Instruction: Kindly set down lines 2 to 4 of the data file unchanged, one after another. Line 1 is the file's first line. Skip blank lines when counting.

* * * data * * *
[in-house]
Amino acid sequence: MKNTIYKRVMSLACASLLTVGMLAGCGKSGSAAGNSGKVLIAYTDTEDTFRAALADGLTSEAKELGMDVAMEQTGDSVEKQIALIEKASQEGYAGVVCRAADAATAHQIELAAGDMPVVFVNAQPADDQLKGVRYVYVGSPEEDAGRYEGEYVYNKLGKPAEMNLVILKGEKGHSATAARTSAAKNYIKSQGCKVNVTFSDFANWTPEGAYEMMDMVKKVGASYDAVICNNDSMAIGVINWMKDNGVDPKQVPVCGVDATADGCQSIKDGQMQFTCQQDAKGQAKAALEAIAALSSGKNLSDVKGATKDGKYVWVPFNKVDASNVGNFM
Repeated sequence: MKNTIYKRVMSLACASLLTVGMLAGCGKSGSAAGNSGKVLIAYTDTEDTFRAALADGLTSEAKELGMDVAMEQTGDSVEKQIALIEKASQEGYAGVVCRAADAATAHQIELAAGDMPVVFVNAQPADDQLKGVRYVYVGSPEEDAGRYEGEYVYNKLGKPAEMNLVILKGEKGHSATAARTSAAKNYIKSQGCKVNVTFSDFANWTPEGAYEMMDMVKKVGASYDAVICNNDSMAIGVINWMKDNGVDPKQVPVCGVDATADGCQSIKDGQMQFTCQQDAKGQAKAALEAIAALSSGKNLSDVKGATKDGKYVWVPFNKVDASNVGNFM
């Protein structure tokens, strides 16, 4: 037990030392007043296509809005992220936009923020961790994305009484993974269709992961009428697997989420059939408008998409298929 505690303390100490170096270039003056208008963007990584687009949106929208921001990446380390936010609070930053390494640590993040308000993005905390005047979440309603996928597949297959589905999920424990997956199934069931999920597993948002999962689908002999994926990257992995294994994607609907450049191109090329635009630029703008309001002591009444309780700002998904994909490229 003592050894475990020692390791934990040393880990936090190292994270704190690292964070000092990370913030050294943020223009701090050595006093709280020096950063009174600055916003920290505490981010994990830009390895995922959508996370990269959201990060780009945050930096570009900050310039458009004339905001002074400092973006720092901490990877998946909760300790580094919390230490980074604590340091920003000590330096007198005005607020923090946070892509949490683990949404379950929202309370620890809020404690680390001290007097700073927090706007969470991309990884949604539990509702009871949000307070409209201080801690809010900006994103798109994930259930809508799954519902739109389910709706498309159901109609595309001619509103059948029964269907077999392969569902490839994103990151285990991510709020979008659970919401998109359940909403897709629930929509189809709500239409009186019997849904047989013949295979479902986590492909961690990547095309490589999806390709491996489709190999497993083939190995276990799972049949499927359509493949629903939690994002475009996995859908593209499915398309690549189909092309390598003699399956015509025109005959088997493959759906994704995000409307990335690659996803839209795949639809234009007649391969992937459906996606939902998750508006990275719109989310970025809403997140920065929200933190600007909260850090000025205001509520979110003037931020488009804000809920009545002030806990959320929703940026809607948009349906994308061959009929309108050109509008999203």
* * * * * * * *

Amino acid sequence: MKNTIYKRVMSLACASLLTVGMLAGCGKSGSAAGNSGKVLIAYTDTEDTFRAALADGLTSEAKELGMDVAMEQTGDSVEKQIALIEKASQEGYAGVVCRAADAATAHQIELAAGDMPVVFVNAQPADDQLKGVRYVYVGSPEEDAGRYEGEYVYNKLGKPAEMNLVILKGEKGHSATAARTSAAKNYIKSQGCKVNVTFSDFANWTPEGAYEMMDMVKKVGASYDAVICNNDSMAIGVINWMKDNGVDPKQVPVCGVDATADGCQSIKDGQMQFTCQQDAKGQAKAALEAIAALSSGKNLSDVKGATKDGKYVWVPFNKVDASNVGNFM
Repeated sequence: MKNTIYKRVMSLACASLLTVGMLAGCGKSGSAAGNSGKVLIAYTDTEDTFRAALADGLTSEAKELGMDVAMEQTGDSVEKQIALIEKASQEGYAGVVCRAADAATAHQIELAAGDMPVVFVNAQPADDQLKGVRYVYVGSPEEDAGRYEGEYVYNKLGKPAEMNLVILKGEKGHSATAARTSAAKNYIKSQGCKVNVTFSDFANWTPEGAYEMMDMVKKVGASYDAVICNNDSMAIGVINWMKDNGVDPKQVPVCGVDATADGCQSIKDGQMQFTCQQDAKGQAKAALEAIAALSSGKNLSDVKGATKDGKYVWVPFNKVDASNVGNFM
């Protein structure tokens, strides 16, 4: 037990030392007043296509809005992220936009923020961790994305009484993974269709992961009428697997989420059939408008998409298929 505690303390100490170096270039003056208008963007990584687009949106929208921001990446380390936010609070930053390494640590993040308000993005905390005047979440309603996928597949297959589905999920424990997956199934069931999920597993948002999962689908002999994926990257992995294994994607609907450049191109090329635009630029703008309001002591009444309780700002998904994909490229 003592050894475990020692390791934990040393880990936090190292994270704190690292964070000092990370913030050294943020223009701090050595006093709280020096950063009174600055916003920290505490981010994990830009390895995922959508996370990269959201990060780009945050930096570009900050310039458009004339905001002074400092973006720092901490990877998946909760300790580094919390230490980074604590340091920003000590330096007198005005607020923090946070892509949490683990949404379950929202309370620890809020404690680390001290007097700073927090706007969470991309990884949604539990509702009871949000307070409209201080801690809010900006994103798109994930259930809508799954519902739109389910709706498309159901109609595309001619509103059948029964269907077999392969569902490839994103990151285990991510709020979008659970919401998109359940909403897709629930929509189809709500239409009186019997849904047989013949295979479902986590492909961690990547095309490589999806390709491996489709190999497993083939190995276990799972049949499927359509493949629903939690994002475009996995859908593209499915398309690549189909092309390598003699399956015509025109005959088997493959759906994704995000409307990335690659996803839209795949639809234009007649391969992937459906996606939902998750508006990275719109989310970025809403997140920065929200933190600007909260850090000025205001509520979110003037931020488009804000809920009545002030806990959320929703940026809607948009349906994308061959009929309108050109509008999203």